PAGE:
Wikipedia is the greatest thing that ever happened to the uninformed masses. Thanks to Wikipedia, I often come off as well-read and versed on a number of pressing issues at first impression. It’s just too bad that a whole bunch of the entries are long, rambling and bo-ring (see: British art critic, John Ruskin or the Wikipedia entry on Wikipedia, ewwww). Luckily, there’s a condensed version for movers and shakers of the world who don’t have the time or patience for 1,000+ words on solar power. Ten Word Wiki is the “Encyclopedia for the ADD generation” and the 10 word entry it cites for itself is wayyyy better that Wikipedia’s: “Knowledge but bite sized, often surreal with lots of jokes”. Here is what we learned of the Wiki at first browse.

It reveals communal qualms. Airport Security: Has latex glove and lube. Not afraid to use them.

It’s aware of familial hierarchies. Alec Baldwin: Stephen Baldwin’s less famous older brother. Leader of the Baldwins.

It hates football too. American Football: Rugby with Padding And Helmets, Fast Game That Lasts Hours

It thinks Chris Martin is a twat. Coldplay: Gwyneth Paltrow’s husband and his three mates. Dreary indie bollocks.

It can be used as a travel guide. Limerick: Irish city where people recite whimsical poetry while stabbing you.

It sides with Tiger. Girlfriend: Many benefits of a wife with few of the drawbacks.

It’s for introverts. Masturbation: If you want a job done properly, do it yourself.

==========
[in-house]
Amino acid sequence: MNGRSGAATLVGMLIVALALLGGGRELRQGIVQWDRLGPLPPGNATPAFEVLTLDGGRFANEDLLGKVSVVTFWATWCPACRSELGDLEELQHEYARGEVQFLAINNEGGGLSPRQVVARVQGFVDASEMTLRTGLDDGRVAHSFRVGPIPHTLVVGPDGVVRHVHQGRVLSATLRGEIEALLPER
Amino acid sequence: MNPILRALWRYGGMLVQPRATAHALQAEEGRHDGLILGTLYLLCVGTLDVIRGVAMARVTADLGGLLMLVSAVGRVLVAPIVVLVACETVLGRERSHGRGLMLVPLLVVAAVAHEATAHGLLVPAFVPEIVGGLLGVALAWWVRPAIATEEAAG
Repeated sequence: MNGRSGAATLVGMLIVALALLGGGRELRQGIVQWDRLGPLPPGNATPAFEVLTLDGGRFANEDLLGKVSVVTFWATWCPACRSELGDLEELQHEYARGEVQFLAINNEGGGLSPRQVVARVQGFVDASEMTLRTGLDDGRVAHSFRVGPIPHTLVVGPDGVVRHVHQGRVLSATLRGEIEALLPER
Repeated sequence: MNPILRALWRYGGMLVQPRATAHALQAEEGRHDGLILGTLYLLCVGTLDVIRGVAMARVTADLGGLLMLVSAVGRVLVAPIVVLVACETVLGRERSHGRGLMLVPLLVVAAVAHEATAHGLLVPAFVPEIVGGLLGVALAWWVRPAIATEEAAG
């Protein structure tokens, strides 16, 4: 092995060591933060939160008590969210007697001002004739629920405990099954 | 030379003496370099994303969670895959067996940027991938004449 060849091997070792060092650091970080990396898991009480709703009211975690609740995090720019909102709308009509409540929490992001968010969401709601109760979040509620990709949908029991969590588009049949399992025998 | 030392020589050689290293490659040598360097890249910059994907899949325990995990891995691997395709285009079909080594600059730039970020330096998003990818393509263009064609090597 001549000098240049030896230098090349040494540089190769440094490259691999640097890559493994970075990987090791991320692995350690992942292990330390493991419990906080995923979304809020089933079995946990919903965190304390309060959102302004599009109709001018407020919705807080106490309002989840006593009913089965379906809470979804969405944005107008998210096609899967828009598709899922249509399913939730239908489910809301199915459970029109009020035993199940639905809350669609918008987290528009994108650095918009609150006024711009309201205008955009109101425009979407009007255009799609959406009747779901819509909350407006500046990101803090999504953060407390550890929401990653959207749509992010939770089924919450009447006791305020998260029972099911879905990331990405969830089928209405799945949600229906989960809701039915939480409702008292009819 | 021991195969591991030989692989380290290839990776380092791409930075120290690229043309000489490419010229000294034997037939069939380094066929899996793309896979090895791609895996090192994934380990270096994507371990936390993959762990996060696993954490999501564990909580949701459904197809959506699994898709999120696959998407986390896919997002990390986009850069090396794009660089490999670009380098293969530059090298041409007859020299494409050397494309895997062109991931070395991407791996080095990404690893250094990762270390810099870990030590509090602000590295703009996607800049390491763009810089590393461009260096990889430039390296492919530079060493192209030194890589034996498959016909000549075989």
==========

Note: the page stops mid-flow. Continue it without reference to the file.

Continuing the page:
It’s worried about your health. Cigarettes: Cancer delivery system. Tobacco in a paper tube with filter.

It’s for Mormons. Las Vegas: American city of neon lights, Gambling, Whores and bad singers

It knows the real story. Facebook: Website where children give out personal details, a paedophile’s dream.

It’s reflective of culturally accepted truths. George W Bush: overpowered idiot, defective clone of defective hereditary, still made millions.

It’s for realists. Imagination: Pretty pictures made by people who fail in real life.

It’s not for pet lovers. Kittens: Baby cats. Cute, small, weak. Plot to take over world.

It’s clever! Ninja: Behind you! Don’t you see them? Too late. You’re dead.

It knows what that creepy neighbor of yours is up to. Voodoo: Harmless hobby for sociopaths who can’t stop playing with dolls.

It will not use Billy Shatner as a spokesperson. William Shatner: Corsetted scifi icon, then TJ Hooker, and now sleazy lawyer

It’s for nerds! xenologophobia: Fear of loan words. Itself a loan word from Greek

It knows what’s up. For the nerds! Wii:Games console with waggle controls, lots of shovelware. And Mariokart

Its makers are British: Yoghurt: Very, very, very, very, very, very, very, very old milk.